Online demand for groceries has seen a "fantastic surge" in the Middle East during the coronavirus pandemic, and the trend may be here to stay, a United Arab Emirates-based retail executive told CNBC this week.
Supermarket operator Carrefour's online orders spiked by 917% in Saudi Arabia from January to June this year, while the United Arab Emirates and Egypt saw jumps of 257% and 747% respectively over the same period.
"Online has been ... soaring since the start of Covid, although we have been growing before," said Alain Bejjani, CEO of retail giant Majid Al Futtaim. The company is the exclusive franchisee for Carrefour in the Middle East and Africa.
"There's been a fantastic surge across the region," he told CNBC's "Capital Connection" on Tuesday.
That trend may last beyond the pandemic, Bejjani said, citing a survey conducted by consulting company McKinsey.
Survey results showed that grocery delivery saw a 31% increase in users in the UAE, with 66% saying they intend to continue using the service after the health crisis ends. Similar statistics were reported for Saudi Arabia, according to McKinsey.
"We're seeing about ... 200% to 220% increase in the number of online customers on average across the region, and this is something that's extremely promising," Bejjani said.
Beyond supermarkets, he said the recovery has been "better than expected" across the region. There's been a "steady return" of consumers and an improvement since early June, though malls are still seeing fewer customers compared to a year ago. Shoppers are also "much more value-conscious" now.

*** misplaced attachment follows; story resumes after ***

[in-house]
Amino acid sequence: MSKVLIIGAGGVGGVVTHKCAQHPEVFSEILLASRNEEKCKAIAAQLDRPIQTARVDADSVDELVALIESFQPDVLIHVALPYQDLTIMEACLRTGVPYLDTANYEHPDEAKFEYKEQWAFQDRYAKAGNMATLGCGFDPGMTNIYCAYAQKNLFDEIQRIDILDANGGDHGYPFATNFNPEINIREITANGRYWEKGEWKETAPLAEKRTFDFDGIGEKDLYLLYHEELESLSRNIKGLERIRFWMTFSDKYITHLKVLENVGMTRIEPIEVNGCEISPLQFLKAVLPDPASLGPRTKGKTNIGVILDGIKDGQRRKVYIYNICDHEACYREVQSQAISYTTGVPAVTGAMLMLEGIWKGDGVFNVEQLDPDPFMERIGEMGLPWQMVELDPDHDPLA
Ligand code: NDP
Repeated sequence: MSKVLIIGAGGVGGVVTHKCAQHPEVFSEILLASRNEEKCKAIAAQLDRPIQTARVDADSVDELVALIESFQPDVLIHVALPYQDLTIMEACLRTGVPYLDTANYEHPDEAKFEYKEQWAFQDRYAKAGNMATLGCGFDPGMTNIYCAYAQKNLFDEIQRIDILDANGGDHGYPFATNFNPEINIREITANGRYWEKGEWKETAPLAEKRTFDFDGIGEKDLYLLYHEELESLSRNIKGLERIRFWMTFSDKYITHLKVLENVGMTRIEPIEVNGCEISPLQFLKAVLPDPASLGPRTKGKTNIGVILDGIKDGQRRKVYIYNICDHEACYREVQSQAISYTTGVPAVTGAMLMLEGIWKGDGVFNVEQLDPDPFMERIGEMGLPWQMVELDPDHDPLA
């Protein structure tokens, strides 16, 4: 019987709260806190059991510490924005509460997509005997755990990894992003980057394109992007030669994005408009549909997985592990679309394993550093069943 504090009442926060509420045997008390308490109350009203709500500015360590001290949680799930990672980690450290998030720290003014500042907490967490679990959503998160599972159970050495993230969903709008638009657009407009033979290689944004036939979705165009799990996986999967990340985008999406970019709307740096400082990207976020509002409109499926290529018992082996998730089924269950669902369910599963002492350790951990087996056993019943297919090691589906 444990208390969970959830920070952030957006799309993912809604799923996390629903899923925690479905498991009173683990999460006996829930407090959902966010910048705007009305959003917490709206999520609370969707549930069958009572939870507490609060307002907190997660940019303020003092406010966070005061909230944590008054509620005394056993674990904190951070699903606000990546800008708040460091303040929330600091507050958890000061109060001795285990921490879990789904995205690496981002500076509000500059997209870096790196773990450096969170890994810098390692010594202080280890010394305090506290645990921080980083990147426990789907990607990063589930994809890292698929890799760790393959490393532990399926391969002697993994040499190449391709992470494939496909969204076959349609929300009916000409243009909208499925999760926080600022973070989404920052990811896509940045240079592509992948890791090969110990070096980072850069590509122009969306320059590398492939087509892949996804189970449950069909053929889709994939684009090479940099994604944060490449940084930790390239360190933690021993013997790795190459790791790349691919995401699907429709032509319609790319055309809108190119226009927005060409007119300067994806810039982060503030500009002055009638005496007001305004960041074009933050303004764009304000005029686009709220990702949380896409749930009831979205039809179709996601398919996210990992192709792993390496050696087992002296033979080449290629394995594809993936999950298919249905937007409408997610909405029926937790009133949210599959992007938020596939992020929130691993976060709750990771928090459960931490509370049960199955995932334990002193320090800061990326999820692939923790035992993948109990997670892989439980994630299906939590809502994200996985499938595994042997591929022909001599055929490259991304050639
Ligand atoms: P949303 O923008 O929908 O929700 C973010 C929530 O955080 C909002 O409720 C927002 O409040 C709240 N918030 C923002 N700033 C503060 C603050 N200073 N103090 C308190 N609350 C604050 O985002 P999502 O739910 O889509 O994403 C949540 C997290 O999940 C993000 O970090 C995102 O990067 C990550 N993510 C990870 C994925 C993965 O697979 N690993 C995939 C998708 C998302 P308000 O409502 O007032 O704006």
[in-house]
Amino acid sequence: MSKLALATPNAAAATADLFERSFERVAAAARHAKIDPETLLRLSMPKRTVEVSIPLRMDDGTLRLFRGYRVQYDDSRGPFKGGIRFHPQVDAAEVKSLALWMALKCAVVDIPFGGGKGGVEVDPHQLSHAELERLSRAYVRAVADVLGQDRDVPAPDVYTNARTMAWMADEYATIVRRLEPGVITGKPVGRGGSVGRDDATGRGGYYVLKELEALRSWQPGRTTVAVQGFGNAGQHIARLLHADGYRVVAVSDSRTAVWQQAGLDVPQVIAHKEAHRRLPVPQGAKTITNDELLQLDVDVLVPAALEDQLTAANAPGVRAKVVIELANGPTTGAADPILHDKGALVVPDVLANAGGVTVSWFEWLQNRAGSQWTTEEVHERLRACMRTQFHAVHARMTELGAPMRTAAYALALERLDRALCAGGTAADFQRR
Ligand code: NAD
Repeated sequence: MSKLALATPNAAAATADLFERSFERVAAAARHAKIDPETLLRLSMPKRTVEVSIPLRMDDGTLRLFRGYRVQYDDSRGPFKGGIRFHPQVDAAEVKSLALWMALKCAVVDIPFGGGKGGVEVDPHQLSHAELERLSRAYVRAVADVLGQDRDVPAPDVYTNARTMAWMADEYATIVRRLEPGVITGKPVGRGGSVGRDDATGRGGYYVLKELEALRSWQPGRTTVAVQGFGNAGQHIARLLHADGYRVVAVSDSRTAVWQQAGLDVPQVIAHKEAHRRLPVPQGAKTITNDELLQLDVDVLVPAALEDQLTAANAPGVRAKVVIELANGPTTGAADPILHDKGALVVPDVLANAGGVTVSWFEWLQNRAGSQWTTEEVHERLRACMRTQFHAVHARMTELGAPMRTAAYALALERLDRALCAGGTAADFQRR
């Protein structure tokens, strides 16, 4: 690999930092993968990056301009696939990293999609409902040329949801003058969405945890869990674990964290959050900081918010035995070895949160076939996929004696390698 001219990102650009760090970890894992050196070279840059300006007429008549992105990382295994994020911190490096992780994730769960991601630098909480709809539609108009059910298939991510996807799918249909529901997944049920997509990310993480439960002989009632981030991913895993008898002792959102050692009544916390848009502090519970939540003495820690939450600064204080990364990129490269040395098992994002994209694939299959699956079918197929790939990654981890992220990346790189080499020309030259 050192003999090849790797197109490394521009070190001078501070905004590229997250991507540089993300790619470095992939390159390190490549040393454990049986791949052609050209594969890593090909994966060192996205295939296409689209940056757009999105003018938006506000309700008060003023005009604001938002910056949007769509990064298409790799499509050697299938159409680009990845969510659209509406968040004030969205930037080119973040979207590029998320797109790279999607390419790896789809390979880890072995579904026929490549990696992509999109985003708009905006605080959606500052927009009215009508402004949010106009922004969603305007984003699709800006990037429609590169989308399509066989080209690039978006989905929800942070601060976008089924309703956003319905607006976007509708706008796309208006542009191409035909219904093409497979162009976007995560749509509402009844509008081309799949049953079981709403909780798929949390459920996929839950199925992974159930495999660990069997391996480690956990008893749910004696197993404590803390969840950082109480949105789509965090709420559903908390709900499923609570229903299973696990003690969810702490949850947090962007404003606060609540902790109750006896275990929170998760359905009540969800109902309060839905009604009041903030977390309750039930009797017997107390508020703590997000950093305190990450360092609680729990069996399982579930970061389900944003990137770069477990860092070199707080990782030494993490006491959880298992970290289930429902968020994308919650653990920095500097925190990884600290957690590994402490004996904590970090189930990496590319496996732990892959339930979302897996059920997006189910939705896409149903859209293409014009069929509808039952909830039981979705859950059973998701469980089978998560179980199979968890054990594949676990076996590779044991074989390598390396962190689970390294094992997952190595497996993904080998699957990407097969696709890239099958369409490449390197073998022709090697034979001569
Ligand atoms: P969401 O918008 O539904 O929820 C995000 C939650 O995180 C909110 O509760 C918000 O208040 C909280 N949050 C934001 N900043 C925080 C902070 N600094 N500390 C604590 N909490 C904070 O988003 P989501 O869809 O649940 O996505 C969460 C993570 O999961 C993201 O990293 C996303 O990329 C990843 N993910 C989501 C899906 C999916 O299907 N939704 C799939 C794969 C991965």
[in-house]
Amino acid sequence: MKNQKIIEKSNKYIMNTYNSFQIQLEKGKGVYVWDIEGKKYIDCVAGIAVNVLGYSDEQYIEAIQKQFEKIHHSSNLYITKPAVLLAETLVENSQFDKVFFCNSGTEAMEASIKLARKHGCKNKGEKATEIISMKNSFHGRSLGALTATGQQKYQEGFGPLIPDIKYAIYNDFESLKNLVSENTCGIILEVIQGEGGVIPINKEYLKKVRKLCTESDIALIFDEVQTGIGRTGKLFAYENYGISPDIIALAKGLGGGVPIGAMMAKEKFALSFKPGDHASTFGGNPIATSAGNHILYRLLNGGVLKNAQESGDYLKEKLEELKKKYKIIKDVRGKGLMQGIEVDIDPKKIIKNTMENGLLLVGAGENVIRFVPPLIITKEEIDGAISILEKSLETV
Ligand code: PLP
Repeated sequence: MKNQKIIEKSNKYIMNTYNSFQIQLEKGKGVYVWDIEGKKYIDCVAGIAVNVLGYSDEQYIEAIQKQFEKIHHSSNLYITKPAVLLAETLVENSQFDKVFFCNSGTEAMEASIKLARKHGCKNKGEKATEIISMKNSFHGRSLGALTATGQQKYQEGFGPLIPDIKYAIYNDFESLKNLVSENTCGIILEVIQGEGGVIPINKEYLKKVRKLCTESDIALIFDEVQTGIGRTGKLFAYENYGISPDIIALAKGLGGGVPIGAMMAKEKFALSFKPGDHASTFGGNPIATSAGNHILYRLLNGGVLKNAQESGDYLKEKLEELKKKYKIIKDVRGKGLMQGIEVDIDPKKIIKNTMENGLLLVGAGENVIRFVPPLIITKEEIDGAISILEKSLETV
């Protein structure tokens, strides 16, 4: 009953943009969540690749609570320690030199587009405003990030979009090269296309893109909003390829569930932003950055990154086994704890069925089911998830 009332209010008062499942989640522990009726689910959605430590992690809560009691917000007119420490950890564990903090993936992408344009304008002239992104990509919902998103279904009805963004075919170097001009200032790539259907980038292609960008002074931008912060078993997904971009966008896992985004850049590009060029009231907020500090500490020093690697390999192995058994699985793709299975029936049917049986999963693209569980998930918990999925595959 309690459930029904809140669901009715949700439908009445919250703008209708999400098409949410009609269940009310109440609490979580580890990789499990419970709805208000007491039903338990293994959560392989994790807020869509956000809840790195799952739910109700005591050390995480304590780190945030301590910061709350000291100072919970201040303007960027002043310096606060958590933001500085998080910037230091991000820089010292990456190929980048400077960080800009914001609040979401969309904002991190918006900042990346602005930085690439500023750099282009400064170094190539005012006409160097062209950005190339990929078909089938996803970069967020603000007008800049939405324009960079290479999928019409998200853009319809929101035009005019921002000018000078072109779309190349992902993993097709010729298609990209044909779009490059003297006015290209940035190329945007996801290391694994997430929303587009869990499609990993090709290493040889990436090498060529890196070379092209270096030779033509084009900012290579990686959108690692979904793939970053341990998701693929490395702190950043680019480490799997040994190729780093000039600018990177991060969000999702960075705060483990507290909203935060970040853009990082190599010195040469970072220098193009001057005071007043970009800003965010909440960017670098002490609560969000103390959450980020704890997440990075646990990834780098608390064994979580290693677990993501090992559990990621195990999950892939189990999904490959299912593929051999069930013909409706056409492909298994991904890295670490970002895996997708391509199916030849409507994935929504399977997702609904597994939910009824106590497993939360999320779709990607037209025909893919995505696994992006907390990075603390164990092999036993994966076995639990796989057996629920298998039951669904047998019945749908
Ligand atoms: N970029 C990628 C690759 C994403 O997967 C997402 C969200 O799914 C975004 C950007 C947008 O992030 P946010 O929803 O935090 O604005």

Cinemas, hotels and the aviation industry are likely to be the slowest to recover, he said.
More than 18.1 million people have been infected by the coronavirus and at least 691,738 have died, according to data compiled by Johns Hopkins University. In the region, Iran, Turkey and Saudi Arabia have been the hardest hit.
Asked when activity might return to pre-pandemic levels, Bejjani said that is likely to happen only when a vaccine is available, possibly in the first half of 2021.
"When it gets to business impact, I think 2022, hopefully, will be a year that will be similar to where we were in 2019," he said.
He added that once we get past the pandemic or learn to live with it, the "big issue" will be economic security and consumer confidence.
"At the end of the day, this is a crisis of trust," he said. "For people to come back and consume, they need to have faith, we need to have a consumer confidence level that's at a much better rate."